I mean, those are just guesses. It could just be that I need to buy some more gear or watch some different videos, or something.

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PostPosted: Thu Nov 23, 2017 5:07 am 
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Side note. I read this book by J.Sullivan, Barbell Prescription, Strength Training for Life After 40. Very good strength training book for older trainees, from beginners to advanced. Very systematic approach to training, though nothing ground breaking. From linear progression to sophisticated periodisation. The author is a doctor, which by itself is not a promise or a guarantee of anything, but his take on training is similar to that of dealing with medical conditions: gradual and systematic. Anyway, worth reading. Probably the best book on strength training for Masters I have seen.

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They describe quite a few approaches to continue progress, a.k.a. breaking through plateaus.

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PostPosted: Mon Nov 27, 2017 7:10 pm 
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That's truly bizarre. What do you think you're doing wrong?
Hard to say. Off the top of my head:

  • Not adhering to my lifting schedule.
Into about June I was rock-solid with my 3x per week. After we put the offer in on the house, my compliance went to shit. Very busy with house-related stuff, packing and closing and moving and cleaning the old place and painting and unpacking and closing again, yadda yadda yadda. The smoke didn't clear until September; but stuff at work ramped up in August. With one thing and another, I've been lucky to lift once a week these past few months.

  • Not getting enough sleep
Work got crazy in September. I am frequently up til 3am working, then back up at 7:30 to take the boy to school. Snatching catnaps during the day between things for work.

  • Eating like a teenager
When I get serious coding and troubleshooting and late nights, I frequently revert to eating chips and cookies and chocolate. That's happened in a big way these past couple months. Earlier in the year I had diet under control with plenty of milk and yogurt and salads and meat. Not so much recently.

I mean, those are just guesses. It could just be that I need to buy some more gear or watch some different videos, or something.
I will bet you a substantial amount of money it's that simple. Unless your progression is straight up retarded, you should be making some amount of progress.

A separate line of discussion is how you're measuring and thinking about what progress is but attend to your list of things even a little...even committing to 2 days a week no matter what and you'll probably move forward.

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PostPosted: Thu Nov 30, 2017 4:28 pm 
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...even committing to 2 days a week no matter what and you'll probably move forward.
Thanks. Was thinking about doing exactly that.

One question I had about lifting 2 days a week. I've been doing an A/B split, where A is basically squat/bench/row and B is dead/press/pull-up. (Both days also include abs and some other stuff.) Can I make progress lifting twice a week while maintaining an A/B split? That seems unlikely to me: each lift would get only one session a week. I mean, I get that it would be an improvement over what I've managed recently; but it doesn't seem like a recipe for progress.

If I go to 2 days a week, should I consolidate the workout to hit everything each session? So that each lift is getting hit twice a week? Or, some kind of compromise where I do all the shoulder stuff each time, but alternate squat & dead?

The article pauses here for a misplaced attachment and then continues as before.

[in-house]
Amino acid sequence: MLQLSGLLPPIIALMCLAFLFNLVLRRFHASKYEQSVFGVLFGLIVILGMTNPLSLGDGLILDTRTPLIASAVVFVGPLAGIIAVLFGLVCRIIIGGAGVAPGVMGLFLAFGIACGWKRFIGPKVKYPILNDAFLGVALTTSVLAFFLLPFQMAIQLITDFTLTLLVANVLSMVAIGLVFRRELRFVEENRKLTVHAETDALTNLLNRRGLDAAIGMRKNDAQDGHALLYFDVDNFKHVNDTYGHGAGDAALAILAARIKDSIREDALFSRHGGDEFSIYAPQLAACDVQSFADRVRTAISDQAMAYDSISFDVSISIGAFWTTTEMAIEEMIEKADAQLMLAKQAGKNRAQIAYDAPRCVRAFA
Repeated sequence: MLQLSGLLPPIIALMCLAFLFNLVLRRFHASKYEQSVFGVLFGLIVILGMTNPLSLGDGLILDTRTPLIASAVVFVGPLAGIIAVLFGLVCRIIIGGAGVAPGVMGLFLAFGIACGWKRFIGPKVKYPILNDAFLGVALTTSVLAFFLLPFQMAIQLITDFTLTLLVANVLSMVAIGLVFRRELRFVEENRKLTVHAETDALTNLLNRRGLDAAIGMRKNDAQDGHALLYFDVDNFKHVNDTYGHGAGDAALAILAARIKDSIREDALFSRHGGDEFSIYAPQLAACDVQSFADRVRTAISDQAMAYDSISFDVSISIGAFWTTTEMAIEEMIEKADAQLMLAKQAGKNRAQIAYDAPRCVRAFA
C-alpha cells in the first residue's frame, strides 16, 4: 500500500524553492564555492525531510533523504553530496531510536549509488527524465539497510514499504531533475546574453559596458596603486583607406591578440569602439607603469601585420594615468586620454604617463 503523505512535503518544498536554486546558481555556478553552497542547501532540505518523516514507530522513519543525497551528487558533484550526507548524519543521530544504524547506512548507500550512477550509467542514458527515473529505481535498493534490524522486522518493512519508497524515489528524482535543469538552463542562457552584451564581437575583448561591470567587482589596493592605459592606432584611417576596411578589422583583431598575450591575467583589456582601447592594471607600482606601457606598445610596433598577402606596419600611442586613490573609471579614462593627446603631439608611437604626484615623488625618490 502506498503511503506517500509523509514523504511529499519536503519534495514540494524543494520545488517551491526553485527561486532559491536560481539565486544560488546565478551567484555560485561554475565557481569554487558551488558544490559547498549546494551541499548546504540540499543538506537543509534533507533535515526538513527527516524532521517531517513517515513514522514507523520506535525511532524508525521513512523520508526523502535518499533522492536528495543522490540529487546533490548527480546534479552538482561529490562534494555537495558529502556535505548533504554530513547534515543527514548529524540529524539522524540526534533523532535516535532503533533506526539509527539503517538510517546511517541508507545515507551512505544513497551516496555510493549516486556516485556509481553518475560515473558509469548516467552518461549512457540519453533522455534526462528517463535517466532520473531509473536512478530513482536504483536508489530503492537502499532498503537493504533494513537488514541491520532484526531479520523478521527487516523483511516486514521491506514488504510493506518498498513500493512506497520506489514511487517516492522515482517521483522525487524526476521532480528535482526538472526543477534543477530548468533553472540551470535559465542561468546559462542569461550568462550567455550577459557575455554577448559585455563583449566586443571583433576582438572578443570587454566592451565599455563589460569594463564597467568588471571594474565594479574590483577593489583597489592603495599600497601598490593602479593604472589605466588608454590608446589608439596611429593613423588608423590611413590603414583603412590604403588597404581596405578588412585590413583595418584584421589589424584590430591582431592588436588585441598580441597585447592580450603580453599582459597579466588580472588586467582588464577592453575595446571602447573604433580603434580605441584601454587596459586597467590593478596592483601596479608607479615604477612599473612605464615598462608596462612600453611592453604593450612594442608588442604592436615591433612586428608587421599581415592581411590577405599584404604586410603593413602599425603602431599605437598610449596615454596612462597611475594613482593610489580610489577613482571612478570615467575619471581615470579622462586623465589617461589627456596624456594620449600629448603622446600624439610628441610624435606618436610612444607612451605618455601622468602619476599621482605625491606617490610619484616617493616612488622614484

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“War is the remedy our enemies have chosen. Other simple remedies were within their choice. You know it and they know it, but they wanted war, and I say let us give them all they want.”
― William Tecumseh Sherman


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PostPosted: Thu Nov 30, 2017 4:55 pm 
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...even committing to 2 days a week no matter what and you'll probably move forward.
Thanks. Was thinking about doing exactly that.

One question I had about lifting 2 days a week. I've been doing an A/B split, where A is basically squat/bench/row and B is dead/press/pull-up. (Both days also include abs and some other stuff.) Can I make progress lifting twice a week while maintaining an A/B split? That seems unlikely to me: each lift would get only one session a week. I mean, I get that it would be an improvement over what I've managed recently; but it doesn't seem like a recipe for progress.

If I go to 2 days a week, should I consolidate the workout to hit everything each session? So that each lift is getting hit twice a week? Or, some kind of compromise where I do all the shoulder stuff each time, but alternate squat & dead?
You can absolutely progress. I've been training twice a week for years. Its about the consistency.

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PostPosted: Thu Nov 30, 2017 5:04 pm 
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...even committing to 2 days a week no matter what and you'll probably move forward.
Thanks. Was thinking about doing exactly that.

One question I had about lifting 2 days a week. I've been doing an A/B split, where A is basically squat/bench/row and B is dead/press/pull-up. (Both days also include abs and some other stuff.) Can I make progress lifting twice a week while maintaining an A/B split? That seems unlikely to me: each lift would get only one session a week. I mean, I get that it would be an improvement over what I've managed recently; but it doesn't seem like a recipe for progress.

If I go to 2 days a week, should I consolidate the workout to hit everything each session? So that each lift is getting hit twice a week? Or, some kind of compromise where I do all the shoulder stuff each time, but alternate squat & dead?
My trainign partner in PL trains twice a week. 2 days in a row. Sq/DL on Saturday. Bench Sunday. You can absolutely make progress.

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PostPosted: Thu Nov 30, 2017 8:59 pm 
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Sweet. Thx guys.

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― William Tecumseh Sherman